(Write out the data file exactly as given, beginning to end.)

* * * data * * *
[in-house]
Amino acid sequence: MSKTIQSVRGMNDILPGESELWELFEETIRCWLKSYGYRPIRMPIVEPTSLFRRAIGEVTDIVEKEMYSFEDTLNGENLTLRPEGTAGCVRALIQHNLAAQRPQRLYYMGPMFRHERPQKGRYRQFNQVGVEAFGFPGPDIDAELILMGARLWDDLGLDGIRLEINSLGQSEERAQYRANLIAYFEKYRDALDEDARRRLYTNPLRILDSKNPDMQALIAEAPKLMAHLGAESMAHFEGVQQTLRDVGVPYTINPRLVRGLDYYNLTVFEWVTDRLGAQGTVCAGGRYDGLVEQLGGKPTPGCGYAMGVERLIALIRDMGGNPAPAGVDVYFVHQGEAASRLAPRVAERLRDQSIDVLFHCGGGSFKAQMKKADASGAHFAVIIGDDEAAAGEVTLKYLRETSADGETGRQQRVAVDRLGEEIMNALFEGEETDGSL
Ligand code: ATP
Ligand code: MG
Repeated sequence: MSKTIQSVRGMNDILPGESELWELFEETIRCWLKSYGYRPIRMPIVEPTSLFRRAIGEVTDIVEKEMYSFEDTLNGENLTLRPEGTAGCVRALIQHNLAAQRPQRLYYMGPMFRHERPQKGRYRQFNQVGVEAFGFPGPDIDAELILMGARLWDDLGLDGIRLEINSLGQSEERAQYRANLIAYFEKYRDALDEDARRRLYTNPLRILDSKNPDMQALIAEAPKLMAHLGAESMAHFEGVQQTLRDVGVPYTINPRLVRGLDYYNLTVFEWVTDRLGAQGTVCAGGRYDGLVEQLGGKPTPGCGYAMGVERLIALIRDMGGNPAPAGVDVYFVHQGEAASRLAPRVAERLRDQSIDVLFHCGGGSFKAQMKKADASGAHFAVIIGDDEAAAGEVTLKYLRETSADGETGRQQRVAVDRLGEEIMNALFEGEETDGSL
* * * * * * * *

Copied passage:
[in-house]
Amino acid sequence: MSKTIQSVRGMNDILPGESELWELFEETIRCWLKSYGYRPIRMPIVEPTSLFRRAIGEVTDIVEKEMYSFEDTLNGENLTLRPEGTAGCVRALIQHNLAAQRPQRLYYMGPMFRHERPQKGRYRQFNQVGVEAFGFPGPDIDAELILMGARLWDDLGLDGIRLEINSLGQSEERAQYRANLIAYFEKYRDALDEDARRRLYTNPLRILDSKNPDMQALIAEAPKLMAHLGAESMAHFEGVQQTLRDVGVPYTINPRLVRGLDYYNLTVFEWVTDRLGAQGTVCAGGRYDGLVEQLGGKPTPGCGYAMGVERLIALIRDMGGNPAPAGVDVYFVHQGEAASRLAPRVAERLRDQSIDVLFHCGGGSFKAQMKKADASGAHFAVIIGDDEAAAGEVTLKYLRETSADGETGRQQRVAVDRLGEEIMNALFEGEETDGSL
Ligand code: ATP
Ligand code: MG
Repeated sequence: MSKTIQSVRGMNDILPGESELWELFEETIRCWLKSYGYRPIRMPIVEPTSLFRRAIGEVTDIVEKEMYSFEDTLNGENLTLRPEGTAGCVRALIQHNLAAQRPQRLYYMGPMFRHERPQKGRYRQFNQVGVEAFGFPGPDIDAELILMGARLWDDLGLDGIRLEINSLGQSEERAQYRANLIAYFEKYRDALDEDARRRLYTNPLRILDSKNPDMQALIAEAPKLMAHLGAESMAHFEGVQQTLRDVGVPYTINPRLVRGLDYYNLTVFEWVTDRLGAQGTVCAGGRYDGLVEQLGGKPTPGCGYAMGVERLIALIRDMGGNPAPAGVDVYFVHQGEAASRLAPRVAERLRDQSIDVLFHCGGGSFKAQMKKADASGAHFAVIIGDDEAAAGEVTLKYLRETSADGETGRQQRVAVDRLGEEIMNALFEGEETDGSL